Spam musubi– a perennial favorite.
A slice of spam sandwiched between rice and wrapped in seaweed. How could I fancy it up?
Hmm…what if I cut the spam into fancy shapes?
I like to use Lite spam.
Although lower in fat, sodium and calories than the regular spam, it’s still not exactly a healthy food, but it’s a better choice.
Slice one block of spam into ten slices.
From each slice, cut out two shapes with 1-1/2″ to 2″ cutters. Here I used some flower and butterfly shapes.
A larger cutter like my dolphin up in the corner, took up a whole slice of spam. So how many shapes you are able to get depends on the sizes and shapes of your cutters.
Fry up the spam shapes in a mixture of sugar and shoyu.
Yes, we’re bumping up the sodium level even more here, but it’s a good thing we’re using lite spam.
I like to season the rice with a little furikake.
My family doesn’t like the ones with ground fish flakes in them, so I just stick to the basic seaweed and sesame seed ones without MSG. The ingredients on this jar are just sesame seeds, salt, sugar and seaweed.
(Sorry for the ugly “6/13″ written on the jar–I tend to mark expiration dates big on foods since sometimes they are so hard to find and read on the packages.)
Gently mix the furikake into freshly cooked short grain rice.
Remember to let the rice keep steaming after the rice cooker has turned off. Keep the cover closed and let the rice sit for at least 20 minutes. If you’re too anxious and use the rice right away, it will still be a little too firm and not as pleasant to eat.
This step is really optional, but I prefer to toast my nori (seaweed).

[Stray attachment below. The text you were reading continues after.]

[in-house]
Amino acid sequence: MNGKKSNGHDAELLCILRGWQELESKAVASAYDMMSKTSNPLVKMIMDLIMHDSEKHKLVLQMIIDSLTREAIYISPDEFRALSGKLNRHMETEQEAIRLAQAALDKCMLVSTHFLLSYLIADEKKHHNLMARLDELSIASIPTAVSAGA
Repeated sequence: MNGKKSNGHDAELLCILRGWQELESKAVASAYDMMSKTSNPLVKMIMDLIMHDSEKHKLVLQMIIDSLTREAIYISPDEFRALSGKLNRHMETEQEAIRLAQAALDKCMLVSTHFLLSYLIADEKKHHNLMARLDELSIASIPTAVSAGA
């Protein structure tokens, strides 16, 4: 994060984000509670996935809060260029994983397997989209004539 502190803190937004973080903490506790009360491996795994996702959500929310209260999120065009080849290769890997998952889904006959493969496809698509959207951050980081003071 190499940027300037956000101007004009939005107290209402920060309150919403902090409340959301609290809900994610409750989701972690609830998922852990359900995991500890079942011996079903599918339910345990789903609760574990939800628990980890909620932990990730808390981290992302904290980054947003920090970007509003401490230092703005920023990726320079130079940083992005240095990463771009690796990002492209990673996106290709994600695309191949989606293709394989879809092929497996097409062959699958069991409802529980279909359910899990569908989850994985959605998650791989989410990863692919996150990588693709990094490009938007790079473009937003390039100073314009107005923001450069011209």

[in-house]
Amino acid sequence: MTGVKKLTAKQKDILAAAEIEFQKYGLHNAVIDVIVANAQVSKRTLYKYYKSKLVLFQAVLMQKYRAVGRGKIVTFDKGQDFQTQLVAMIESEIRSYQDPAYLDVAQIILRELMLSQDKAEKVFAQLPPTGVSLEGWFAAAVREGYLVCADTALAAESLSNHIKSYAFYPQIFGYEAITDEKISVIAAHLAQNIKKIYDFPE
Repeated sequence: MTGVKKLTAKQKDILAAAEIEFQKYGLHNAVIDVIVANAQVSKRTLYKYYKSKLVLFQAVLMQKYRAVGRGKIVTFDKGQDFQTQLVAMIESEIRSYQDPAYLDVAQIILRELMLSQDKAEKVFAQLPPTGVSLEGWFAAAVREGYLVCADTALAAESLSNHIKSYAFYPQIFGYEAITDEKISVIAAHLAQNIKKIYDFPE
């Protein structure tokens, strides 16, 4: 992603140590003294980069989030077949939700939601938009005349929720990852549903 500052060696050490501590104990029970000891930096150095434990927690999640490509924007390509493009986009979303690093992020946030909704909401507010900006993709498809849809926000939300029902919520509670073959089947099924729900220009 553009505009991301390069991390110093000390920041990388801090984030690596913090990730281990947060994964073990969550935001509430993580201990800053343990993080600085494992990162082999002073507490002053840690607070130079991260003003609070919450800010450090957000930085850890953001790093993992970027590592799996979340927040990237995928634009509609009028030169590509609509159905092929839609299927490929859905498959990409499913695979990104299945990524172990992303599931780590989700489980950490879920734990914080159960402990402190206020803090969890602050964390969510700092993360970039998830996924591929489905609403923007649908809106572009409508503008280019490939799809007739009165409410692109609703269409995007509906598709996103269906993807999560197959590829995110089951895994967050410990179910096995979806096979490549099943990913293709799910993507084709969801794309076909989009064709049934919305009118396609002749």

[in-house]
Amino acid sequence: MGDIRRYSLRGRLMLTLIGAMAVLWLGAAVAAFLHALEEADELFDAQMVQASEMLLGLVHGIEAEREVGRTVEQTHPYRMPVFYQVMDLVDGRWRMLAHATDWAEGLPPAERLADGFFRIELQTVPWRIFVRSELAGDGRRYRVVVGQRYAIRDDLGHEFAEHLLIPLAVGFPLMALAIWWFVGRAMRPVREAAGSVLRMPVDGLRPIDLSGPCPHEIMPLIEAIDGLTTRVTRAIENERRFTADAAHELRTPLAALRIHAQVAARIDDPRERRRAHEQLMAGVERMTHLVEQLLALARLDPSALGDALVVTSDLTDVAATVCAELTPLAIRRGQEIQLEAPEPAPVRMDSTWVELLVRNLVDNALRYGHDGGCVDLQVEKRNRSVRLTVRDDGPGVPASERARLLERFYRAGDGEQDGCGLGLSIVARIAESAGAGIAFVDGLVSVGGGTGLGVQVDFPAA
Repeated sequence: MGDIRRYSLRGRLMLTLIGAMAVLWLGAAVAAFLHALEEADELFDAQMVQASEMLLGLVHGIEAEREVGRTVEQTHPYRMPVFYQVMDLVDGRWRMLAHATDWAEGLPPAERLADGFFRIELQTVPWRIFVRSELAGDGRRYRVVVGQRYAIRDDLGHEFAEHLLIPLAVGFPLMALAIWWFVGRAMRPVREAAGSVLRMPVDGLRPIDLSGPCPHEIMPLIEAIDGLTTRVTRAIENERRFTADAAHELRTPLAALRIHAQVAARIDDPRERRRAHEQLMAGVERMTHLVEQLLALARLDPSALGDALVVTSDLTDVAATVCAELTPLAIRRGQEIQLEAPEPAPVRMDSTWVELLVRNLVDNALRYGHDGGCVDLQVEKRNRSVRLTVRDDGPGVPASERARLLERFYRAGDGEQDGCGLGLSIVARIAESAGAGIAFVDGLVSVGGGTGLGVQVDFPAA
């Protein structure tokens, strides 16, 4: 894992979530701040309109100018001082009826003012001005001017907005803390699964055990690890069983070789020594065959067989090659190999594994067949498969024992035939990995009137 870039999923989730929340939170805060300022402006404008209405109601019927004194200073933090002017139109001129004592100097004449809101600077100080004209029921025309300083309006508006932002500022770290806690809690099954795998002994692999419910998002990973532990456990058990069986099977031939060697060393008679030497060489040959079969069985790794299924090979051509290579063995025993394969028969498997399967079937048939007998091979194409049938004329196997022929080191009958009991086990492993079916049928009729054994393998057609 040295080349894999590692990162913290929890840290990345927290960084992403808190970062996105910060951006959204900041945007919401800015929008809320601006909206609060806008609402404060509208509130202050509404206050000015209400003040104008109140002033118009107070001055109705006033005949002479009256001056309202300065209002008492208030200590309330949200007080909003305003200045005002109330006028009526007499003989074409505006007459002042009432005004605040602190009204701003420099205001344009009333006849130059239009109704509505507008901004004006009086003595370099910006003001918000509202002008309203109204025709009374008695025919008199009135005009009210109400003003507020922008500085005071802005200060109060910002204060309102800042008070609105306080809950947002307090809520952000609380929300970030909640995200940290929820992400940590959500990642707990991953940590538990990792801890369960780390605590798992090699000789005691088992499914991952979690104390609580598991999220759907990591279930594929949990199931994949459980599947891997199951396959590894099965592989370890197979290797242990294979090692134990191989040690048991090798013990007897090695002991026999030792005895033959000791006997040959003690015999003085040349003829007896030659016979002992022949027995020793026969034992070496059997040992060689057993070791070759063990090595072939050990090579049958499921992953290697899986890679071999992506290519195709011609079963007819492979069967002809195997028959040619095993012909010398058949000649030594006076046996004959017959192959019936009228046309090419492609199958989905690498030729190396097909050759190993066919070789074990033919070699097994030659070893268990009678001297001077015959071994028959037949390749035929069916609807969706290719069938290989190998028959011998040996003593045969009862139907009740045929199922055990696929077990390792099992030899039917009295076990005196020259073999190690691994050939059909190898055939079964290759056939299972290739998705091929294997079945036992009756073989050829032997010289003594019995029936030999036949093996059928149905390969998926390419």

Just hold it 2-3″ over the stove and wait for it to turn slightly green, and tighten up a bit. Toast the other end, then the other side. Watch it carefully so it doesn’t burn.
Stack up the nori and cut the sheets in half on the long edge.
Dip the bottom portion of the musubi mold into water to help keep the rice from sticking to the mold.
Since this dish was shallow, I just flipped it over so both ends were moistened.
Place a slice of nori (rough side up) vertically on the work surface, then place the moistened musubi mold across the middle.
The short edges of the mold should line up with the long edges of the nori.
Here you can see two spam musubi molds. The one on the left is my older one; it’s shorter and wider. My newer mold on the right is taller and narrower.
The taller, narrower mold works better in this case since I want a larger surface area of rice (after I cut each into 4 slices) to press the spam onto.
Fill with about 2/3 cup of rice.
Wet the top handled portion, place into the mold and press rice down firmly.
Lift the bottom portion of the mold up first, then remove the top handled portion.
Fold the sides of nori over the block of rice.
Place seam side down and let it set a bit while you roll the rest.
Slice each musubi crosswise into four pieces with a sharp knife.
Wetting the knife in between slicing will help keep the rice from sticking to the knife, as well as make it easier to slice.
Press a spam shape onto the top cutside of each piece.
Remember all the leftover spam after cutting out the shapes?
Dice it all up and you can easily make some tasty spam fried rice to eat, or to roll up into some fried rice musubi.